Research into peacekeeping

Research into peacekeeping

Dr Jasmine-Kim Westendorf and colleagues travelled with MAF to Oecesse, Timor-Leste to research the impact of peacekeeping measures, focussing on incidents of abuse and exploitation.

There is a famous saying that says, ‘With great power comes great responsibility.’ Around the world today there are many places of need where organisations are working to help. There are nations in civil unrest, where peacekeepers are required.

Poverty stricken families need supplies from non-government organisations (NGOs) to live through another day. Critically ill patients need the wisdom and care of medical professionals, who often come from another nation. All over the world, people are caring, helping and protecting those in need. Making this world a safer, healthier and easier place to live.

However, the sad reality of life is that not all of the people commissioned with this task of bringing safety, healing or care to others do what they should. Some abuse the power and trust that they have been given and further damage vulnerable people. It is this situation that brought Dr Jasmine-Kim Westerndorf and her colleagues, Josie Flint and Louise Searle to Timor-Leste. 

‘It was a pleasure flying with MAF... we simply wouldn't have been able to conduct our work in Oecusse and local perspectives on peacekeeping lie at the heart of our project.’

The impact of peacekeeping

Dr Jasmine-Kim Westendorf is a lecturer in International Relations at Latrobe University in Melbourne, Australia. She is a published author and has spoken worldwide about civil conflict and the methods for achieving peace. In July, Dr Jasmine came to Timor-Leste as a researcher. Her current project is to investigate the impact of peacekeeping forces.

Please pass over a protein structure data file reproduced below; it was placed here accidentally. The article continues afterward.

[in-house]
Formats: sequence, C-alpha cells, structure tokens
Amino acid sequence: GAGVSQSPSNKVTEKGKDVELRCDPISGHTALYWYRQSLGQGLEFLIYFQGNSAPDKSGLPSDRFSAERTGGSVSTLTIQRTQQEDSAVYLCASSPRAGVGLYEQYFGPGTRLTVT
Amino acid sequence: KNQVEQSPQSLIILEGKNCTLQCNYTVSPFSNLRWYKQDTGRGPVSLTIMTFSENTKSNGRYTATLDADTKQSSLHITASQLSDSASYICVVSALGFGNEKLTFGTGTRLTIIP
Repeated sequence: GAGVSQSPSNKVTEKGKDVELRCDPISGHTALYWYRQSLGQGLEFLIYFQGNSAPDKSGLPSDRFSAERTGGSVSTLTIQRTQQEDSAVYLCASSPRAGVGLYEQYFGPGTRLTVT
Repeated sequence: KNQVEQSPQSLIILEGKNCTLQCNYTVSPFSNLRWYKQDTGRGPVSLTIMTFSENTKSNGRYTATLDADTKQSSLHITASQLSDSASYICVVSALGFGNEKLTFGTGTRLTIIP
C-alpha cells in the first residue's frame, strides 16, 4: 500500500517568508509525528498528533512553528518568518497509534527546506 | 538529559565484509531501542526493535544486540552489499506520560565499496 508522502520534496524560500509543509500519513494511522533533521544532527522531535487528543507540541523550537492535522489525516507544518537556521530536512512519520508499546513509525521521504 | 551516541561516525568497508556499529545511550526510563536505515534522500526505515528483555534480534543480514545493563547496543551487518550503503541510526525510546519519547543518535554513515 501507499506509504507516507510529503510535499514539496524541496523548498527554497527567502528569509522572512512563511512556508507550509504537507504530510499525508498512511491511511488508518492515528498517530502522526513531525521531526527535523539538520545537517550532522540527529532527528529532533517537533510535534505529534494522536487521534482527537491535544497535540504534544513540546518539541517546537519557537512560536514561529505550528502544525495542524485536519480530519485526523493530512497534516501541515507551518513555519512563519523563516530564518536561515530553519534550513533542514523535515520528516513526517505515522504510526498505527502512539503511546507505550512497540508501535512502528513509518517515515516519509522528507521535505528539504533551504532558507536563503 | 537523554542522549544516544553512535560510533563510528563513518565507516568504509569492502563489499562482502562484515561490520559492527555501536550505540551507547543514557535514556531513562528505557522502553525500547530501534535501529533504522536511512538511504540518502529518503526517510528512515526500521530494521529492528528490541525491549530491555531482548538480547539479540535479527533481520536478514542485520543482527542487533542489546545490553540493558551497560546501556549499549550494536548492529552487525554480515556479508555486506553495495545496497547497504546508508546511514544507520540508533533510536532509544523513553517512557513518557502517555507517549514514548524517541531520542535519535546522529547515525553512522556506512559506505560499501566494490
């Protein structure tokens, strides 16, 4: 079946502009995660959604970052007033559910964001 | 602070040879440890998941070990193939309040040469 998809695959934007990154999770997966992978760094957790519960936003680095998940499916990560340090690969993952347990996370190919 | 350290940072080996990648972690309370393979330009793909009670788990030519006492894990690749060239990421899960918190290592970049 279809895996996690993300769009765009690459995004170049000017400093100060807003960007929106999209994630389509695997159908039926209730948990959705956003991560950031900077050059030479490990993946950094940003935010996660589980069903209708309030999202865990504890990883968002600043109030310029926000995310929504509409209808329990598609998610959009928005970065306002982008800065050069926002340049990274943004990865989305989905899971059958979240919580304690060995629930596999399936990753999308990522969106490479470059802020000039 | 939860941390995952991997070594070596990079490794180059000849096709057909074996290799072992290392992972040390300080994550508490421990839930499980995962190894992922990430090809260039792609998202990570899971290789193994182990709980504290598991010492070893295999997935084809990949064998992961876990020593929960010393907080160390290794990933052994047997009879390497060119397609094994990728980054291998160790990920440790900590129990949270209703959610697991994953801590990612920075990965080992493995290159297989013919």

She explains, ‘There is growing evidence that sexual abuse and exploitation is ubiquitous to peacekeeping operations, although to varying extents, and it clearly undermines the core principles of respect, protection and human rights that underpin peace operations.’

Reaching a remote enclave

Dr Jasmine was conducting her research in the Oecusse region of Timor-Leste, a small area of the country, surrounded by Indonesian territory.

Oecusse is a difficult region to access from the outside world, if you do not travel by air.

Timor-Leste scenery through aircraft window

The alternatives of travelling by land or by sea are both time-consuming and rough.

This is why using the MAF aircraft can be extremely helpful to people wanting to visit there.

‘It was a pleasure flying with MAF - furthermore, due to time and funding constraints, had this service not been available we simply wouldn't have been able to conduct our work in Oecusse and local perspectives on peacekeeping lie at the heart of our project.’

Uncovering abuse and exploitation

She continues, ‘Our MAF flight to Oecusse gave us the opportunity to conduct interviews with local workers from NGOs, civil society activists and government officials who dealt with foreign peacekeepers. Speaking face to face with people who were privy to the dynamics of peacekeeper relations with the people during this time is very important, because some quite horrific instances of abuse and exploitation, particularly of children, were perpetrated by peacekeepers there.’

Dr Jasmine and her colleagues from the Humanitarian Action Group (HAG) hope to uncover what current policies and factors contribute to sexual abuse and exploitation, thereby providing a comprehensive base of knowledge to try and prevent these behaviours in the future. Because, ‘without a comprehensive evaluation of this nature, it is inevitable that the policies and factors that result in sexual abuse and exploitation will continue to go undetected.’

Both Dr Jasmine, Josie and Louise are interested in ‘advocating for better approaches to human security in fragile contexts, and especially the security of women and girls, who are uniquely vulnerable due to their gender. To date, the international community has adopted a range of strategies and policies to prevent sexual exploitation and abuse, but they have not been effective, which motivates our efforts to investigate the negative effects of foreign interveners, long after they return home.’

MAF in Timor-Leste

MAF works in Timor-Leste to assist people living in isolated areas. Medical evacuation flights are flown bringing sick and injured people to hospital. Aid workers are transported to improve nutrition and literacy rates. And sometimes, like in these flights provided for Dr Jasmine, MAF flies researchers who can listen to people’s stories of trauma and abuse and use those stories to recommend changes in policies that just might prevent these atrocities happening in the future.